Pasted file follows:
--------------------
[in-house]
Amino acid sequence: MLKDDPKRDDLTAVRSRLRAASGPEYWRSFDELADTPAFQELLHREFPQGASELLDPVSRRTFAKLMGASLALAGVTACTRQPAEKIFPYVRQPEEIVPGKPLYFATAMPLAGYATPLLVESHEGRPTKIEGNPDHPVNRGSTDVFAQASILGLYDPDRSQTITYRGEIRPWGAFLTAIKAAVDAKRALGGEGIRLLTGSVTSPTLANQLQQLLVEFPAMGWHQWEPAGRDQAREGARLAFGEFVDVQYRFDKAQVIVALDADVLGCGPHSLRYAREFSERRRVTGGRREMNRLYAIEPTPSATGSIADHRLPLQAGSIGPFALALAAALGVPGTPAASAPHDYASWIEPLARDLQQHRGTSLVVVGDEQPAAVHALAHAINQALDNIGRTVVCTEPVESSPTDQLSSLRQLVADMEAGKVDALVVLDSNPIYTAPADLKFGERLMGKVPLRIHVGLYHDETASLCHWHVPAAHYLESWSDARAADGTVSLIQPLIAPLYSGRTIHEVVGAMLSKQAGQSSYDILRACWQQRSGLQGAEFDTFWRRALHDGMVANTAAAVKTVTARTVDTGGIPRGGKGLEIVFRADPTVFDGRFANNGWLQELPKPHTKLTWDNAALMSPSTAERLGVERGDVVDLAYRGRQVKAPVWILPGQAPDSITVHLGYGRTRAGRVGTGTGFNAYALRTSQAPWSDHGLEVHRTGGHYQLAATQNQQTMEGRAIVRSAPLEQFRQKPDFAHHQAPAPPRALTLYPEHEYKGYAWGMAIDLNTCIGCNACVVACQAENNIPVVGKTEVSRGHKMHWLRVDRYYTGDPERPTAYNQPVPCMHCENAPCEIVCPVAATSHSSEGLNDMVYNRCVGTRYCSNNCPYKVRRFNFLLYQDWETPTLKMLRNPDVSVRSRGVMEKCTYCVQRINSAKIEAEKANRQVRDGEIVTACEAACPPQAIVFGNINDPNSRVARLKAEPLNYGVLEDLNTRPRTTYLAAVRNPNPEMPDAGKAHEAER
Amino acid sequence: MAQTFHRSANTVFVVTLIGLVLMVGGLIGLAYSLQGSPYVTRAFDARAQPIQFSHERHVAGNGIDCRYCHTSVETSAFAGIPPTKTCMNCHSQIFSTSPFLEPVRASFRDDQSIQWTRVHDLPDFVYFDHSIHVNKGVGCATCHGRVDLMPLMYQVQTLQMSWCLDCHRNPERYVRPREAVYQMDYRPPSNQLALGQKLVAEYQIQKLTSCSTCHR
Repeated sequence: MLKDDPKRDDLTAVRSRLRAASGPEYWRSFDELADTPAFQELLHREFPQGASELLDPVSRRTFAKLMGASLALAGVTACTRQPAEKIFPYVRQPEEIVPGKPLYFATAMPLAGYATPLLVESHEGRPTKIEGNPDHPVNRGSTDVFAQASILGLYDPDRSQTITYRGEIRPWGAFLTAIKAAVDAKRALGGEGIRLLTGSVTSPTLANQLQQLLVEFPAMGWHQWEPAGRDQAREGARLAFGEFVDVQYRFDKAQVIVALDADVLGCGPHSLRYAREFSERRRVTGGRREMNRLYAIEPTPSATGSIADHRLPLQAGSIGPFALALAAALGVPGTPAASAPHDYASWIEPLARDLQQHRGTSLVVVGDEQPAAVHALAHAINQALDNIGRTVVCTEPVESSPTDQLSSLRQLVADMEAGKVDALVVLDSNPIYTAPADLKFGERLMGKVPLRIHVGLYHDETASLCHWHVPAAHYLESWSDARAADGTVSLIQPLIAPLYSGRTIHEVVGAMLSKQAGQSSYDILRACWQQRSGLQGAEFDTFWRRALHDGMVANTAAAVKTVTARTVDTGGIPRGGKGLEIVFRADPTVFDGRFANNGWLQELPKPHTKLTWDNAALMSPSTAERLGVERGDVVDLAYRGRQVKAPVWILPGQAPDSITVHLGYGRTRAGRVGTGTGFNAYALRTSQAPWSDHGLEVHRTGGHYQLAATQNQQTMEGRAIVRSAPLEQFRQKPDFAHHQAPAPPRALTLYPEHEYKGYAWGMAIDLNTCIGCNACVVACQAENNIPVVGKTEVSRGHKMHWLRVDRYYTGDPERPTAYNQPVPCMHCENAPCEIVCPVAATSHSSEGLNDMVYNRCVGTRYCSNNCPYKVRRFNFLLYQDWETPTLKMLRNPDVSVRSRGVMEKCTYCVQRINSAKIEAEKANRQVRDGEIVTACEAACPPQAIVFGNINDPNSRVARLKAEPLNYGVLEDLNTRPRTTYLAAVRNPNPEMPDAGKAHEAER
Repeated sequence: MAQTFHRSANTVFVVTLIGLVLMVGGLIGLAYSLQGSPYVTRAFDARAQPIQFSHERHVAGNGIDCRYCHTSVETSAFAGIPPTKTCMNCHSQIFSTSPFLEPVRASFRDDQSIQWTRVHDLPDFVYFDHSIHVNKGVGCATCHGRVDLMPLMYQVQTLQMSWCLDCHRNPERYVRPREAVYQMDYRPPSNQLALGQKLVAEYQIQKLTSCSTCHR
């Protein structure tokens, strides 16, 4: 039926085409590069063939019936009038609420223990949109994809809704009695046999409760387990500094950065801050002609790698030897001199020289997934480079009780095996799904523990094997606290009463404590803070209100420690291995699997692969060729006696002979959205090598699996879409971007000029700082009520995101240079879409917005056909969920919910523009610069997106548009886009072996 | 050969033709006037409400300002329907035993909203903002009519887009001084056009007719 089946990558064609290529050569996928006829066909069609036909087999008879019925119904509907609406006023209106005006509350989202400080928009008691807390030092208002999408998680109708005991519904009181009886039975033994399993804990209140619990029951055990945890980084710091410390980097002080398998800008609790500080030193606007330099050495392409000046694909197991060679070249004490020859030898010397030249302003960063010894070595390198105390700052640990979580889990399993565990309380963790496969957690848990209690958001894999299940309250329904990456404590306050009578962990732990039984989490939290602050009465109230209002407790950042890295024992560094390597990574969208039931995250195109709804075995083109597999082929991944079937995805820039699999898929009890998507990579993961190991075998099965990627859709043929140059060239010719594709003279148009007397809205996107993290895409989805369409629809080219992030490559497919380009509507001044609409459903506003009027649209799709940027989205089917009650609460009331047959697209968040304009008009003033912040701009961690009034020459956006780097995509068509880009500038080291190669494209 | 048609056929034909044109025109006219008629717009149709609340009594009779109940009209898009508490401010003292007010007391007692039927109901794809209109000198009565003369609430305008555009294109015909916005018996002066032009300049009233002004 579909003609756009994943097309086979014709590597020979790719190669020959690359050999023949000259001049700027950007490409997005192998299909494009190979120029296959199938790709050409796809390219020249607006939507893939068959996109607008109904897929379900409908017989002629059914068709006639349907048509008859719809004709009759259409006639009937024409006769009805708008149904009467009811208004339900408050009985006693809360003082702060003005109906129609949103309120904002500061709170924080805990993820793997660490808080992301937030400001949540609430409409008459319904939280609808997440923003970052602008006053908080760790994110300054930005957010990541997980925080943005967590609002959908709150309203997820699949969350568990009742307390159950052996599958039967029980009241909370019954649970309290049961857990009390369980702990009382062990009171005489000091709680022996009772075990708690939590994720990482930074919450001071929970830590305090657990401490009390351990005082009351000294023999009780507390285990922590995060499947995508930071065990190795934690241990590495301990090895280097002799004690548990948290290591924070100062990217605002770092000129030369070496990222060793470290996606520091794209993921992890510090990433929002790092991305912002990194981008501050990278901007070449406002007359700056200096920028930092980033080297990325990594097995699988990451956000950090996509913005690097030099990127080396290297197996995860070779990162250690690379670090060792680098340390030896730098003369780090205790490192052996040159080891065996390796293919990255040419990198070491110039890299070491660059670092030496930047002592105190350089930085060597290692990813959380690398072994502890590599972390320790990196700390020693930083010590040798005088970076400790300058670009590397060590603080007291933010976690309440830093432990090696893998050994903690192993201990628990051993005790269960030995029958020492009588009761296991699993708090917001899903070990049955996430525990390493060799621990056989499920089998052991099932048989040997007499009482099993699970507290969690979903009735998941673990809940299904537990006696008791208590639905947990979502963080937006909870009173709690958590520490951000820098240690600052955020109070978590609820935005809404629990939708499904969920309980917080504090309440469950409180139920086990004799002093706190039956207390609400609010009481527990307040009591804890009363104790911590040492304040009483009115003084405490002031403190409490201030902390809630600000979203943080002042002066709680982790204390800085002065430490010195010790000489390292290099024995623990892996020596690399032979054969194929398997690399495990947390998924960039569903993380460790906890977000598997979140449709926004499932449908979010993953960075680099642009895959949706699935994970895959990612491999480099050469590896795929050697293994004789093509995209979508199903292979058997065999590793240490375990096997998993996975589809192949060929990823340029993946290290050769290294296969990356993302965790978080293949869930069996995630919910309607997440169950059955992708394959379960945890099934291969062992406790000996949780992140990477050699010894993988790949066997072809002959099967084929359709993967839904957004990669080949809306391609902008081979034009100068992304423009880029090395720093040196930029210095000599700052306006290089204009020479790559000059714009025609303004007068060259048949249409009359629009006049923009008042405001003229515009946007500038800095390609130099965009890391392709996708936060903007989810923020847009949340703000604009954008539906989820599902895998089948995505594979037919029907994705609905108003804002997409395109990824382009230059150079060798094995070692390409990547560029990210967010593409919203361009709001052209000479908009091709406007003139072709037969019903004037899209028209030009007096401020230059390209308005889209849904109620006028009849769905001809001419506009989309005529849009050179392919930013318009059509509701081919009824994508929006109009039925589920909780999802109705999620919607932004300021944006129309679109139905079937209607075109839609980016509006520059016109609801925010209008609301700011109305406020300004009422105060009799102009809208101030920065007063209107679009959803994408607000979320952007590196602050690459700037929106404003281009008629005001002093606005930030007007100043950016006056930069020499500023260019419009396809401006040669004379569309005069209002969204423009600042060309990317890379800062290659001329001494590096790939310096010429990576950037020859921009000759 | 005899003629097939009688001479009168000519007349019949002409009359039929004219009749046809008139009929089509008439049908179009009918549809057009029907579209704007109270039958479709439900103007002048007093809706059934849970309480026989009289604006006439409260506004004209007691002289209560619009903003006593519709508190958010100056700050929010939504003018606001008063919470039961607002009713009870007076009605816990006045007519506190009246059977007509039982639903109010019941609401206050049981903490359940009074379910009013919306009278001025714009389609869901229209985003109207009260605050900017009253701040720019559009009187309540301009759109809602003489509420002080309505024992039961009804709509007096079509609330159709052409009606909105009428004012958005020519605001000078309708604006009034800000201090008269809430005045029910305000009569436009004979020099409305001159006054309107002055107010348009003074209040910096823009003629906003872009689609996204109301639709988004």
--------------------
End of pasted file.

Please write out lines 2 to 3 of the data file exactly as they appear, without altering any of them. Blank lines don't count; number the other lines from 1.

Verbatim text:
Amino acid sequence: MLKDDPKRDDLTAVRSRLRAASGPEYWRSFDELADTPAFQELLHREFPQGASELLDPVSRRTFAKLMGASLALAGVTACTRQPAEKIFPYVRQPEEIVPGKPLYFATAMPLAGYATPLLVESHEGRPTKIEGNPDHPVNRGSTDVFAQASILGLYDPDRSQTITYRGEIRPWGAFLTAIKAAVDAKRALGGEGIRLLTGSVTSPTLANQLQQLLVEFPAMGWHQWEPAGRDQAREGARLAFGEFVDVQYRFDKAQVIVALDADVLGCGPHSLRYAREFSERRRVTGGRREMNRLYAIEPTPSATGSIADHRLPLQAGSIGPFALALAAALGVPGTPAASAPHDYASWIEPLARDLQQHRGTSLVVVGDEQPAAVHALAHAINQALDNIGRTVVCTEPVESSPTDQLSSLRQLVADMEAGKVDALVVLDSNPIYTAPADLKFGERLMGKVPLRIHVGLYHDETASLCHWHVPAAHYLESWSDARAADGTVSLIQPLIAPLYSGRTIHEVVGAMLSKQAGQSSYDILRACWQQRSGLQGAEFDTFWRRALHDGMVANTAAAVKTVTARTVDTGGIPRGGKGLEIVFRADPTVFDGRFANNGWLQELPKPHTKLTWDNAALMSPSTAERLGVERGDVVDLAYRGRQVKAPVWILPGQAPDSITVHLGYGRTRAGRVGTGTGFNAYALRTSQAPWSDHGLEVHRTGGHYQLAATQNQQTMEGRAIVRSAPLEQFRQKPDFAHHQAPAPPRALTLYPEHEYKGYAWGMAIDLNTCIGCNACVVACQAENNIPVVGKTEVSRGHKMHWLRVDRYYTGDPERPTAYNQPVPCMHCENAPCEIVCPVAATSHSSEGLNDMVYNRCVGTRYCSNNCPYKVRRFNFLLYQDWETPTLKMLRNPDVSVRSRGVMEKCTYCVQRINSAKIEAEKANRQVRDGEIVTACEAACPPQAIVFGNINDPNSRVARLKAEPLNYGVLEDLNTRPRTTYLAAVRNPNPEMPDAGKAHEAER
Amino acid sequence: MAQTFHRSANTVFVVTLIGLVLMVGGLIGLAYSLQGSPYVTRAFDARAQPIQFSHERHVAGNGIDCRYCHTSVETSAFAGIPPTKTCMNCHSQIFSTSPFLEPVRASFRDDQSIQWTRVHDLPDFVYFDHSIHVNKGVGCATCHGRVDLMPLMYQVQTLQMSWCLDCHRNPERYVRPREAVYQMDYRPPSNQLALGQKLVAEYQIQKLTSCSTCHR